Greensboro is the county seat of Guilford County, which was founded in 1771 and named after England's first Earl of Guilford, Lord Francis North. Perhaps the first thing that newcomers notice about Greensboro is how green the city is. They are often surprised to learn that Greensboro is named for a man—not its lush landscape.
They soon hear the story of Nathanael Greene, a Revolutionary War general, who in 1781 played a major role in the colonists' fight for independence at a battlefield called Guilford Courthouse just north of present-day Greensboro. Greene lost the battle to Britain's Lord Charles Cornwallis, but historians credit him with so weakening Cornwallis's army that surrender soon followed.
More than 25 years later, the settlers of Guilford County decided to replace their county seat of Martinville with a more central city. They measured out the exact center of the county, and in 1808, a new 42-acre city was created. It was named Greensborough (meaning town of Greene) to honor Nathanael Greene. By 1895 Greensborough had become Greensboro.
The city grew slowly at first, but by the mid-1800s the seeds for its future as a textile, insurance, and transportation center had been planted. In 1828 the first textile mill opened, and in 1850, the first insurance company. In 1851 men began laying railroad tracks. The progressiveness of the county's educational community was showing, too. A log college for men had been operated there since 1767, and in 1837 the first coeducational institution in North Carolina opened. Called the New Garden Boarding School, it continues today as Guilford College.
The founders of the school were Quakers, many of English and Welsh descent, who were among Guilford County's first permanent settlers. Other early arrivals were a group of Germans who settled in the eastern portion of the county, and a number of Pennsylvanians of Scots-Irish descent who traveled south in search of land and opportunity.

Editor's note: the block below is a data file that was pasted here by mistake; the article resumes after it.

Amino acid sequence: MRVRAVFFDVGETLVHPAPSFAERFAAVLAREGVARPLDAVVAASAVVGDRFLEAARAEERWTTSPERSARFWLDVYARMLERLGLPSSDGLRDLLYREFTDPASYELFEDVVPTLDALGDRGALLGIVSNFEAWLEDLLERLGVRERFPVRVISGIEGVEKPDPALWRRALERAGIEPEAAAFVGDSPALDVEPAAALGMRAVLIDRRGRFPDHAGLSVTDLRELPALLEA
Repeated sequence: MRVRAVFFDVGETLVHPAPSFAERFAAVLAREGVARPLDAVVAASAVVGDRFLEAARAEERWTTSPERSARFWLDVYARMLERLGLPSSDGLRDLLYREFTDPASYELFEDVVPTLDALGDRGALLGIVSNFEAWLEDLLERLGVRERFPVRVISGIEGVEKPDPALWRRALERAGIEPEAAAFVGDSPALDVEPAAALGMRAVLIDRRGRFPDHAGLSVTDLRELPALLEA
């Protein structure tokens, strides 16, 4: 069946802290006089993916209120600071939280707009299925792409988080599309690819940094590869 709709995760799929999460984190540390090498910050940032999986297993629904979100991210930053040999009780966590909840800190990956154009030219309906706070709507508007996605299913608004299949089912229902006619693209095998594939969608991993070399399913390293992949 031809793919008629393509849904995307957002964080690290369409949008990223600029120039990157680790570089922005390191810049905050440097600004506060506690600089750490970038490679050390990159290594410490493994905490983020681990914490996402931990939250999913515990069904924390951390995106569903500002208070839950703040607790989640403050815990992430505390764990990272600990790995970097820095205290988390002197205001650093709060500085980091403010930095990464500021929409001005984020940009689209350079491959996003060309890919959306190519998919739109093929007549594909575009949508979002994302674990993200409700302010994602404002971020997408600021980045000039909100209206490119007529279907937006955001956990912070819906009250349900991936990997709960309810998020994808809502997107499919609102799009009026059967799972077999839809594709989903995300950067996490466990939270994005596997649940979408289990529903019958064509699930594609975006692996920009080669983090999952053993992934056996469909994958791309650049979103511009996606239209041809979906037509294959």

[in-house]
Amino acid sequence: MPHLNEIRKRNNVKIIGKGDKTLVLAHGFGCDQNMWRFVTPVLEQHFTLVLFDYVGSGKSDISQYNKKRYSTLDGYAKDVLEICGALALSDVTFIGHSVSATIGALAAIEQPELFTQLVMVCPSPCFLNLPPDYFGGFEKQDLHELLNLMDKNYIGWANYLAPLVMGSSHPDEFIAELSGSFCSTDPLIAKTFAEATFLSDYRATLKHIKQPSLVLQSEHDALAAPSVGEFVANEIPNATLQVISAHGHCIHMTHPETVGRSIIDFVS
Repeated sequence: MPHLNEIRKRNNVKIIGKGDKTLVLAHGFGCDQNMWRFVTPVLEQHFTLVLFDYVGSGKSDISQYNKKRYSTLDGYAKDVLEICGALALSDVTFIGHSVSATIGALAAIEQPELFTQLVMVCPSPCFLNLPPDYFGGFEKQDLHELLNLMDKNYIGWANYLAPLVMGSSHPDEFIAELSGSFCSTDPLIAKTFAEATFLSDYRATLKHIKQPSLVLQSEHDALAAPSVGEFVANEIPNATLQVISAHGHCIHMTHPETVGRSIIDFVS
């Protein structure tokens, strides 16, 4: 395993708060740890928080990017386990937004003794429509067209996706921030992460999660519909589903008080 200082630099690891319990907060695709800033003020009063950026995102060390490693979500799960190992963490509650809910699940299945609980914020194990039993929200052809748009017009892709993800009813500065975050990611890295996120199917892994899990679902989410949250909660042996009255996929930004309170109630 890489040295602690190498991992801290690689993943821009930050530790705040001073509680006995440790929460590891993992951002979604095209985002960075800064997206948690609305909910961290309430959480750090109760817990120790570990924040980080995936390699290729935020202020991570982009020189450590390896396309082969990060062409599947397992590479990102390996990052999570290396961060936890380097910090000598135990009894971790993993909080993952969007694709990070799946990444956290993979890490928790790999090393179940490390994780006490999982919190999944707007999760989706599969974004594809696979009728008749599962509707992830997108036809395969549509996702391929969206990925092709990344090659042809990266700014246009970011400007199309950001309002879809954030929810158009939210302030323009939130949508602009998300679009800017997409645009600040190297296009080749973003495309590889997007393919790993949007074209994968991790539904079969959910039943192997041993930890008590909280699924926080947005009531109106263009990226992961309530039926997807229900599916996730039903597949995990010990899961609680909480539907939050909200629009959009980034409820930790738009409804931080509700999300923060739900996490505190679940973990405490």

The peace-loving nature of the Quakers influenced the area and its development. Quakers established the first Underground Railroad in Greensboro in the 1830s. When the Civil War was at hand, Guilford County citizens voted 2,771 to 113 against a state convention to consider secession from the union, writes local author Gayle Hicks Fripp in her history, Greensboro: A Chosen Center. North Carolina eventually became the last state to secede on May 20, 1861, and Guilford County citizens accepted the decision. They turned churches into hospitals and melted church bells for ammunition. For a few days in April 1865, Greensboro even was the seat of the Confederate government as President Jefferson Davis contemplated surrender in a meeting with his military leaders.
The turn of the nineteenth century brought tremendous growth to Greensboro. Much of the prosperity then and now can be traced to one man and the moving of a line. The man was John Motley Morehead, state governor from 1841–1845. He used his influence to curve an east-west line of railroad tracks miles north so it would pass through his hometown of Greensboro. The city soon became known as the Gate City for its busy train station (60 running daily), and ever since, transportation has remained a key to the city's development.